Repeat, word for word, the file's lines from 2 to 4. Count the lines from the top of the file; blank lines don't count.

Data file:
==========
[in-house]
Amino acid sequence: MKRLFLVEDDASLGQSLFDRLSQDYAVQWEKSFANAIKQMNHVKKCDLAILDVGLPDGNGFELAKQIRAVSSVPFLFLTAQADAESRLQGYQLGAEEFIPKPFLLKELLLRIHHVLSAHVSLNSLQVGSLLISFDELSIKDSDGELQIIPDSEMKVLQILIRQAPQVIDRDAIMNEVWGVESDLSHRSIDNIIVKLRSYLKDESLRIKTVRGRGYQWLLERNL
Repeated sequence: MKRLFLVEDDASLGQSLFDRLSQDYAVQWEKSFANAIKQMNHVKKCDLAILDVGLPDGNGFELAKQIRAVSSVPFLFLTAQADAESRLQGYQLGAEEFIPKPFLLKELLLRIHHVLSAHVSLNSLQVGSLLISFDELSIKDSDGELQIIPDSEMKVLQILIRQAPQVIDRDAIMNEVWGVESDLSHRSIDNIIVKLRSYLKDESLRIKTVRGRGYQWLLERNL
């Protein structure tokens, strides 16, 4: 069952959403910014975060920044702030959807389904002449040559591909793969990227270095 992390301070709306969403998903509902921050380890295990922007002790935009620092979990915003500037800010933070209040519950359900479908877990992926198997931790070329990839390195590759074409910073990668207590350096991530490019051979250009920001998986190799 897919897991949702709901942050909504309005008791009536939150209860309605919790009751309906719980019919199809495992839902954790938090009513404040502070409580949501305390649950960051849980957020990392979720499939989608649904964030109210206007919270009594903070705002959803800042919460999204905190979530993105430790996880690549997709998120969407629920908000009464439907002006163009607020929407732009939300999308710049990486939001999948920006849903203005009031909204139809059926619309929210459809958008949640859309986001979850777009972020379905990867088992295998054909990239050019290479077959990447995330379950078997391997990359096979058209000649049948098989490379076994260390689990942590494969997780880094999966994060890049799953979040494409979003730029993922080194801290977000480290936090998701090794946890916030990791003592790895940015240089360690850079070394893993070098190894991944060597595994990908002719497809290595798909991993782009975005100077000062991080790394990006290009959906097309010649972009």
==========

Amino acid sequence: MKRLFLVEDDASLGQSLFDRLSQDYAVQWEKSFANAIKQMNHVKKCDLAILDVGLPDGNGFELAKQIRAVSSVPFLFLTAQADAESRLQGYQLGAEEFIPKPFLLKELLLRIHHVLSAHVSLNSLQVGSLLISFDELSIKDSDGELQIIPDSEMKVLQILIRQAPQVIDRDAIMNEVWGVESDLSHRSIDNIIVKLRSYLKDESLRIKTVRGRGYQWLLERNL
Repeated sequence: MKRLFLVEDDASLGQSLFDRLSQDYAVQWEKSFANAIKQMNHVKKCDLAILDVGLPDGNGFELAKQIRAVSSVPFLFLTAQADAESRLQGYQLGAEEFIPKPFLLKELLLRIHHVLSAHVSLNSLQVGSLLISFDELSIKDSDGELQIIPDSEMKVLQILIRQAPQVIDRDAIMNEVWGVESDLSHRSIDNIIVKLRSYLKDESLRIKTVRGRGYQWLLERNL
């Protein structure tokens, strides 16, 4: 069952959403910014975060920044702030959807389904002449040559591909793969990227270095 992390301070709306969403998903509902921050380890295990922007002790935009620092979990915003500037800010933070209040519950359900479908877990992926198997931790070329990839390195590759074409910073990668207590350096991530490019051979250009920001998986190799 897919897991949702709901942050909504309005008791009536939150209860309605919790009751309906719980019919199809495992839902954790938090009513404040502070409580949501305390649950960051849980957020990392979720499939989608649904964030109210206007919270009594903070705002959803800042919460999204905190979530993105430790996880690549997709998120969407629920908000009464439907002006163009607020929407732009939300999308710049990486939001999948920006849903203005009031909204139809059926619309929210459809958008949640859309986001979850777009972020379905990867088992295998054909990239050019290479077959990447995330379950078997391997990359096979058209000649049948098989490379076994260390689990942590494969997780880094999966994060890049799953979040494409979003730029993922080194801290977000480290936090998701090794946890916030990791003592790895940015240089360690850079070394893993070098190894991944060597595994990908002719497809290595798909991993782009975005100077000062991080790394990006290009959906097309010649972009």